Thursday, April 30, 2009

James Baldwin's Intuition

In his collection of brilliant essays entitled Notes of a Native Son, civil rights activist James Baldwin advances more than a few poignant axioms about selfhood, critique and the function of literary arts. I have listed and reflected on some of my favorite points below:

1) Rock of Ages: Baldwin - foreshadowing the post-structuralist work of Butler et al - puts forth the supposition that the accumulated 'rock of ages' stands between the singular ego and the self-in-community. In other words, our own past - in Baldwin's case, the oppressive burden, overwhelming responsibility and emancipatory imperatives of being black in mid-20th century America - serves as the rock against which our identities are shaped. In his words, "in order to claim my was necessary to challenge and claim the rock." What socio-cultural inheritances, justly received and unjustly imposed, must we claim to achieve "the hope of salvation - identity"?

2) Connected Critic: Americans should perpetually criticize America as Americans, Baldwin suggests - it is through a deep and implicated connection to a culture and a people that visions of improvement emerge. Further, all theories are suspect to the demands of life, such that the 'common citizen' possesses a pragmatic agency to reform. How does the element of connection to - of a bonding with - community alter our understanding of and approach to critique? How are we thereby stripped of our 'objective' distance as an outsider?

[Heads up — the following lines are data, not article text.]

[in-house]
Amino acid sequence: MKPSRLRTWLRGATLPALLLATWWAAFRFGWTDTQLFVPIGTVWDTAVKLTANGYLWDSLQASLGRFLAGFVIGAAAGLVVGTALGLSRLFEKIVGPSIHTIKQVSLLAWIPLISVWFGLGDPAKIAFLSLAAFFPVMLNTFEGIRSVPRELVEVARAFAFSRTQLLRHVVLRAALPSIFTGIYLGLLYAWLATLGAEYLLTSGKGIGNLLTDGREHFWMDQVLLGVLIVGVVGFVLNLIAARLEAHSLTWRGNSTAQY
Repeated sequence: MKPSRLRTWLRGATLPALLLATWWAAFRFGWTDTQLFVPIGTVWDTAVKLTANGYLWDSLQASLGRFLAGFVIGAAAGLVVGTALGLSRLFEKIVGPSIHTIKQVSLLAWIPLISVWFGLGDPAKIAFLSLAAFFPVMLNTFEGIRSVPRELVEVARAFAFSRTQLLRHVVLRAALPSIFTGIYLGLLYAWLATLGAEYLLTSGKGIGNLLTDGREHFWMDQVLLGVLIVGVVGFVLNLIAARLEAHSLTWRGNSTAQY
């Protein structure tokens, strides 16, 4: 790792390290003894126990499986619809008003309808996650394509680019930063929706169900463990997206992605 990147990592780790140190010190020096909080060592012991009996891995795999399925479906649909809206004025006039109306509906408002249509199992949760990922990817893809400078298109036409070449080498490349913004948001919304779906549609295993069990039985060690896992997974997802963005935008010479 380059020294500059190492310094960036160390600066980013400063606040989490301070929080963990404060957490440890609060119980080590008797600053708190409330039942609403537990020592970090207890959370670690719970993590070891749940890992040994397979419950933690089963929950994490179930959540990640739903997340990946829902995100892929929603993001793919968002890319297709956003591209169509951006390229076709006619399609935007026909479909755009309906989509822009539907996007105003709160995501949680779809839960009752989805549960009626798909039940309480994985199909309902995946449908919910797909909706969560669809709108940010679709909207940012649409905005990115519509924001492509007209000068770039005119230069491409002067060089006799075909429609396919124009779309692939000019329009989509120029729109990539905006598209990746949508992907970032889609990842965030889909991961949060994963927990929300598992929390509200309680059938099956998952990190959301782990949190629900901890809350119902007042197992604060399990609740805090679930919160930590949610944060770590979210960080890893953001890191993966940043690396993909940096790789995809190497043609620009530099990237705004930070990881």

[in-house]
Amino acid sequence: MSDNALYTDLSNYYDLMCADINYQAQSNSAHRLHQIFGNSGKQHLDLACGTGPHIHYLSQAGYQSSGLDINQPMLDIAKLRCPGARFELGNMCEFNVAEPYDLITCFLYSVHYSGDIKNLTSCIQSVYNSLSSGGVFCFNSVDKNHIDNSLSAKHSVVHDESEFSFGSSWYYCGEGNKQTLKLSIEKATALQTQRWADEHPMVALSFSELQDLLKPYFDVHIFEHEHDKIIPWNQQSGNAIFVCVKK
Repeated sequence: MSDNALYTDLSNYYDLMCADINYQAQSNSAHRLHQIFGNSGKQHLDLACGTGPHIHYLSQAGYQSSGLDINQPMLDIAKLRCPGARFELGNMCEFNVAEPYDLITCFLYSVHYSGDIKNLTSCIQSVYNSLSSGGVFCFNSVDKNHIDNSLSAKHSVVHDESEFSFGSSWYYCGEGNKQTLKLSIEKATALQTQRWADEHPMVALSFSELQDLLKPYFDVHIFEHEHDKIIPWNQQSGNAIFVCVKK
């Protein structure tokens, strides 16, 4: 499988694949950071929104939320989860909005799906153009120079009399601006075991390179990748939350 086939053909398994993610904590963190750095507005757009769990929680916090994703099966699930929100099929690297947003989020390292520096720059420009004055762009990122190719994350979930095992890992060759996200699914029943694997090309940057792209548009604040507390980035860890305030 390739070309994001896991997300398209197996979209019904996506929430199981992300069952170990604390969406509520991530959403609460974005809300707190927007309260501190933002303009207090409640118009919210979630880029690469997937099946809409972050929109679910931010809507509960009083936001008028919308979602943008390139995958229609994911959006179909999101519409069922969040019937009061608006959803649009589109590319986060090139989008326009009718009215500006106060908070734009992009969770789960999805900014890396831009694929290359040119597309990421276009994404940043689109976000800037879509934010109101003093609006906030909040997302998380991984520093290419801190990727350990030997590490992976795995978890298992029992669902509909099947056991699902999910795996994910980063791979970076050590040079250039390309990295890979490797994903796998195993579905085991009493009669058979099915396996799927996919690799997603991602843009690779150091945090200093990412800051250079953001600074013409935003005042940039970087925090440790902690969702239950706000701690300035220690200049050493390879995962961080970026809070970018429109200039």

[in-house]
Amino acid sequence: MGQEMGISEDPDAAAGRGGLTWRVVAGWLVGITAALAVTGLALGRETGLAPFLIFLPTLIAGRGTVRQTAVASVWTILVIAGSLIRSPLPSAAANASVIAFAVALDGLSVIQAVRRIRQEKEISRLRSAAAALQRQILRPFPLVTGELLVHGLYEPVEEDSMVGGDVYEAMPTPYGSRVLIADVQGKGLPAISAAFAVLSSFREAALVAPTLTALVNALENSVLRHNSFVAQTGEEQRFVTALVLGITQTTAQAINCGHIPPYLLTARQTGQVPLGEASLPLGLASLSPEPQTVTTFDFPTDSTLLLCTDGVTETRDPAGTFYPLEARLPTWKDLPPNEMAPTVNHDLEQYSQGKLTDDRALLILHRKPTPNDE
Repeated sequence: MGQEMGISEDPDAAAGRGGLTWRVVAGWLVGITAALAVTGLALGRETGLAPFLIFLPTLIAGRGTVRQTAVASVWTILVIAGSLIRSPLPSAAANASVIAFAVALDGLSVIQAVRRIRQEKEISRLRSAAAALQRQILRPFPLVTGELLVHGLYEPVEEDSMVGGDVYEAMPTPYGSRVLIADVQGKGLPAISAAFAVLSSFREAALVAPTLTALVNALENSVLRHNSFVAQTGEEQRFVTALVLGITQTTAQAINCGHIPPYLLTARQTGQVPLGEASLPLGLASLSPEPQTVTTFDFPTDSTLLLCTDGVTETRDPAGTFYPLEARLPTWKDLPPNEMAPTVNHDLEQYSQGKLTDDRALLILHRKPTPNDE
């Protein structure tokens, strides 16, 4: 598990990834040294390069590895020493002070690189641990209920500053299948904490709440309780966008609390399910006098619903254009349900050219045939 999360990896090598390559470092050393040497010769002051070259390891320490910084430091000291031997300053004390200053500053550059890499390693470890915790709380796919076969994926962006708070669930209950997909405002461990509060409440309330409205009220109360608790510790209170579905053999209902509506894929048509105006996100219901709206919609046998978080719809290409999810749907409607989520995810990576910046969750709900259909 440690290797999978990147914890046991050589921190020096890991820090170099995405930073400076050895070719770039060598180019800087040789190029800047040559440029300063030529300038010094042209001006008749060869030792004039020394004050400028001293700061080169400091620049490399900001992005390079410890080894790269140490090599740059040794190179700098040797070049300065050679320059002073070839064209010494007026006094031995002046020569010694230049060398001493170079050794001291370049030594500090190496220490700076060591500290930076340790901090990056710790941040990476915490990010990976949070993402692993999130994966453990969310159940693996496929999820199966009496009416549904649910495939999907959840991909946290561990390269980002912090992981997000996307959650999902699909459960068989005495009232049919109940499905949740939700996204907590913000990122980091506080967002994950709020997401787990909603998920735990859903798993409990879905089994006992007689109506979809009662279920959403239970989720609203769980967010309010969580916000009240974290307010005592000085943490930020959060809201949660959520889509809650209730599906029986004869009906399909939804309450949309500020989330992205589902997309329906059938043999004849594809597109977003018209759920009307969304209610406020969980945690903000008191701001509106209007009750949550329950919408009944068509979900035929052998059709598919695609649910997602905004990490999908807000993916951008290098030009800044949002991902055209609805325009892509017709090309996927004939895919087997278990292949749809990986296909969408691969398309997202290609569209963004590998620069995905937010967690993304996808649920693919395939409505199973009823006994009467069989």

3) Unending Circle: Anticipating Foucault, Baldwin illuminates the relationship between master and slave: "It must be remembered that the oppressed and the oppressor are bound together within the same society; they accept the same criteria, they share the same beliefs, they both alike depend on the same reality." Here, Baldwin gives voice to the power of discourse to shape reality as it circulates through and maintains institutions, convictions and rhetoric. As many post-colonial theorists note, victims of imperialism frequently internalize the tactics and logic of the colonizer. Are we left lamenting with the biblical writers that "What has been will be again, what has been done will be done again; there is nothing new under the sun" (Ecclesiastes 1:9)? Where is the ark in which to escape the waters of the all-pervasive flood (Genesis 7:7)?

4) Literary Care: Any piece of literature with a social purpose to persuade must also carefully attend to its art. This is also true in our justice work and daily lives: we must resist the tendency to dehumanization, whereby we depict persons as carriers of a moral or political agendas, i.e. as types. On the contrary, we must learn to operate within the complex human web of ambiguity.

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